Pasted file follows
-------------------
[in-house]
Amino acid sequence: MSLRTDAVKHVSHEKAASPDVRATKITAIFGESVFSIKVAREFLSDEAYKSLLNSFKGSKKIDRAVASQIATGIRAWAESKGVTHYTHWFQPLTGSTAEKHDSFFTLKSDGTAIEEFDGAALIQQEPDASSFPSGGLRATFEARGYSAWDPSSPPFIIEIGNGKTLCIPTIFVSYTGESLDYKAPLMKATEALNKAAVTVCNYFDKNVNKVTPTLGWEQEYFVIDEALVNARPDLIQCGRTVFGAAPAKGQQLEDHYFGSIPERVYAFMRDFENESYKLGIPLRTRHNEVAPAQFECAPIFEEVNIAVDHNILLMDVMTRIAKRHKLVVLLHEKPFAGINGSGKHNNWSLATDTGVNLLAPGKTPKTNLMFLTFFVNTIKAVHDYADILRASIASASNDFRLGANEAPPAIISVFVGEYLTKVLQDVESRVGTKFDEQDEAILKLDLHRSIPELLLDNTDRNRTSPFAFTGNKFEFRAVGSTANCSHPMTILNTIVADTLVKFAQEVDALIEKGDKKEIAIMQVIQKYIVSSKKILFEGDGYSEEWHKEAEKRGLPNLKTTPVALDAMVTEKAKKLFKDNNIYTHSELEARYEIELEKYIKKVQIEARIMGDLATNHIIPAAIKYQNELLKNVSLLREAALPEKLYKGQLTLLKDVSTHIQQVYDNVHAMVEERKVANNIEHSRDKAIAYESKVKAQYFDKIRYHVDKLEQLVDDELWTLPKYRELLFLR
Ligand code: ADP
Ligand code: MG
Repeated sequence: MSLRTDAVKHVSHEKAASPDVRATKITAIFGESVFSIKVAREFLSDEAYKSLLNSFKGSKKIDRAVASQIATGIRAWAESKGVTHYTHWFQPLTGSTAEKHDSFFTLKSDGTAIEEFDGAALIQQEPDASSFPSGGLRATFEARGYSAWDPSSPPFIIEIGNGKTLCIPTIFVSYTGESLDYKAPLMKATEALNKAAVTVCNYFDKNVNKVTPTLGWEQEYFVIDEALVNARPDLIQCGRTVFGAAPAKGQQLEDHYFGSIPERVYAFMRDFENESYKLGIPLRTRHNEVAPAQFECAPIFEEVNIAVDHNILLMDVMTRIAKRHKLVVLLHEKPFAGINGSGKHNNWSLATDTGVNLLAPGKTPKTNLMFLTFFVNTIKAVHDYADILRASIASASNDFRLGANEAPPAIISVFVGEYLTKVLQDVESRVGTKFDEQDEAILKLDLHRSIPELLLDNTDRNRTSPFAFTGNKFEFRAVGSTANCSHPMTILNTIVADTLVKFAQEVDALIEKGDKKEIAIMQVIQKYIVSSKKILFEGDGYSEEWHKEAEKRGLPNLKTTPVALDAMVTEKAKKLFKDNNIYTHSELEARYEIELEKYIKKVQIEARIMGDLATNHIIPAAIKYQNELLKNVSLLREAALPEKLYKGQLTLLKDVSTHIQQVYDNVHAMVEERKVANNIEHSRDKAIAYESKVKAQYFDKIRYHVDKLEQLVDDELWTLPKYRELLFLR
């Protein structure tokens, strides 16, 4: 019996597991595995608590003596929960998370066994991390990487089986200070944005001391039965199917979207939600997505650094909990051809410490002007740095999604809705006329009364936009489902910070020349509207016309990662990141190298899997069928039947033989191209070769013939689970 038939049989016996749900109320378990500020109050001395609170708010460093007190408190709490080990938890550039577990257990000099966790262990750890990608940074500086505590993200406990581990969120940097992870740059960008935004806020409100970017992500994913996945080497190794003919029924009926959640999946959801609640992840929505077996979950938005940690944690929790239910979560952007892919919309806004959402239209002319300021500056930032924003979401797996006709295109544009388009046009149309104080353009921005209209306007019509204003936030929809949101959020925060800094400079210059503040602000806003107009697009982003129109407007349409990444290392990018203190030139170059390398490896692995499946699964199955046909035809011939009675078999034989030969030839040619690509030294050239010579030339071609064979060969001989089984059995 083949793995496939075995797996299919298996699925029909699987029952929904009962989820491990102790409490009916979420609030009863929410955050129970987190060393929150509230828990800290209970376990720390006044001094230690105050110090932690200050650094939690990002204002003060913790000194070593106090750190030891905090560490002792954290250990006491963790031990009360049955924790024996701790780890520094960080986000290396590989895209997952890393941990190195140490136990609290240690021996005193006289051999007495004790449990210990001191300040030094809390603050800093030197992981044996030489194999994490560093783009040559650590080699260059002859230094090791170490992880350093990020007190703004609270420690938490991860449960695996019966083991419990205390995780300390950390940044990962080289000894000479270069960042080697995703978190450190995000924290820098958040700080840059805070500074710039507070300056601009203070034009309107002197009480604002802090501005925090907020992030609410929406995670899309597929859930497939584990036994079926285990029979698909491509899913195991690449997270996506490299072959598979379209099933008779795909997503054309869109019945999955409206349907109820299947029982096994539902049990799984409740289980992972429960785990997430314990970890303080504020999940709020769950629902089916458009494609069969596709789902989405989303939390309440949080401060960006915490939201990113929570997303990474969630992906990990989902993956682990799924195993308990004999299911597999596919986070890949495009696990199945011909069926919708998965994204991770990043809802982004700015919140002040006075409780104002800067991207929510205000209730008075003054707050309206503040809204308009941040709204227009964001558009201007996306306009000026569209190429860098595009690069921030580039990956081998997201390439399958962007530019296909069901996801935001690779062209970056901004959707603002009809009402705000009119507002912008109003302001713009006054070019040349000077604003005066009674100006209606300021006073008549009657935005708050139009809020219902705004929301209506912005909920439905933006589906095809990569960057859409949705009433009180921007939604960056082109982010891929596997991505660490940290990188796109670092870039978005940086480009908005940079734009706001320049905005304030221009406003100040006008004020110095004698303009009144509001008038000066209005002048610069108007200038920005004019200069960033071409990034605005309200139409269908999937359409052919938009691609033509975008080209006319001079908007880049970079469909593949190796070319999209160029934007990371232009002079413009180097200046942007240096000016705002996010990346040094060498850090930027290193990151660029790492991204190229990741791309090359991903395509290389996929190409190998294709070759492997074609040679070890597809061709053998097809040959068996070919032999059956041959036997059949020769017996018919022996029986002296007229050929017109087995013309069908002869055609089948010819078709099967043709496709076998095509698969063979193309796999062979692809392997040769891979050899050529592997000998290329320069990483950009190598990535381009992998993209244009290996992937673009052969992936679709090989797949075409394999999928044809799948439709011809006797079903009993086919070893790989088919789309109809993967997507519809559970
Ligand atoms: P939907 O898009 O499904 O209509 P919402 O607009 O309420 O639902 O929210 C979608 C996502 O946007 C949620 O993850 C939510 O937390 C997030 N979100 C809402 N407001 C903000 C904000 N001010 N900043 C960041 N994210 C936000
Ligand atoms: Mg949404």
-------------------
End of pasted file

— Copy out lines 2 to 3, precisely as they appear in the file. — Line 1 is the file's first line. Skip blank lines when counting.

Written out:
Amino acid sequence: MSLRTDAVKHVSHEKAASPDVRATKITAIFGESVFSIKVAREFLSDEAYKSLLNSFKGSKKIDRAVASQIATGIRAWAESKGVTHYTHWFQPLTGSTAEKHDSFFTLKSDGTAIEEFDGAALIQQEPDASSFPSGGLRATFEARGYSAWDPSSPPFIIEIGNGKTLCIPTIFVSYTGESLDYKAPLMKATEALNKAAVTVCNYFDKNVNKVTPTLGWEQEYFVIDEALVNARPDLIQCGRTVFGAAPAKGQQLEDHYFGSIPERVYAFMRDFENESYKLGIPLRTRHNEVAPAQFECAPIFEEVNIAVDHNILLMDVMTRIAKRHKLVVLLHEKPFAGINGSGKHNNWSLATDTGVNLLAPGKTPKTNLMFLTFFVNTIKAVHDYADILRASIASASNDFRLGANEAPPAIISVFVGEYLTKVLQDVESRVGTKFDEQDEAILKLDLHRSIPELLLDNTDRNRTSPFAFTGNKFEFRAVGSTANCSHPMTILNTIVADTLVKFAQEVDALIEKGDKKEIAIMQVIQKYIVSSKKILFEGDGYSEEWHKEAEKRGLPNLKTTPVALDAMVTEKAKKLFKDNNIYTHSELEARYEIELEKYIKKVQIEARIMGDLATNHIIPAAIKYQNELLKNVSLLREAALPEKLYKGQLTLLKDVSTHIQQVYDNVHAMVEERKVANNIEHSRDKAIAYESKVKAQYFDKIRYHVDKLEQLVDDELWTLPKYRELLFLR
Ligand code: ADP